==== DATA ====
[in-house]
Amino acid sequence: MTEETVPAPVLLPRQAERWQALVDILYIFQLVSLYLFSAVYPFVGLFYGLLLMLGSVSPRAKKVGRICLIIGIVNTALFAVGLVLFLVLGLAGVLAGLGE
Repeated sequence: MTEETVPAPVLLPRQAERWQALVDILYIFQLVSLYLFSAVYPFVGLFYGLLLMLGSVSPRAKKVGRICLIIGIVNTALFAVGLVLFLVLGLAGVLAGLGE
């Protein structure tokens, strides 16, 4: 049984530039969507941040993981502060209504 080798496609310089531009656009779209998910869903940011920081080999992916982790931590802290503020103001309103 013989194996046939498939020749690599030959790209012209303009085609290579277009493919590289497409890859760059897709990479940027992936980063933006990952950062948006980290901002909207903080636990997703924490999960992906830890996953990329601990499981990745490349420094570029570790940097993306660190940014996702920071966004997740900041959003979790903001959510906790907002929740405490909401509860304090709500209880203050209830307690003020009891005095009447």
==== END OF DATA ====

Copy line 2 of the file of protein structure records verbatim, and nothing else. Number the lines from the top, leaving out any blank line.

Amino acid sequence: MTEETVPAPVLLPRQAERWQALVDILYIFQLVSLYLFSAVYPFVGLFYGLLLMLGSVSPRAKKVGRICLIIGIVNTALFAVGLVLFLVLGLAGVLAGLGE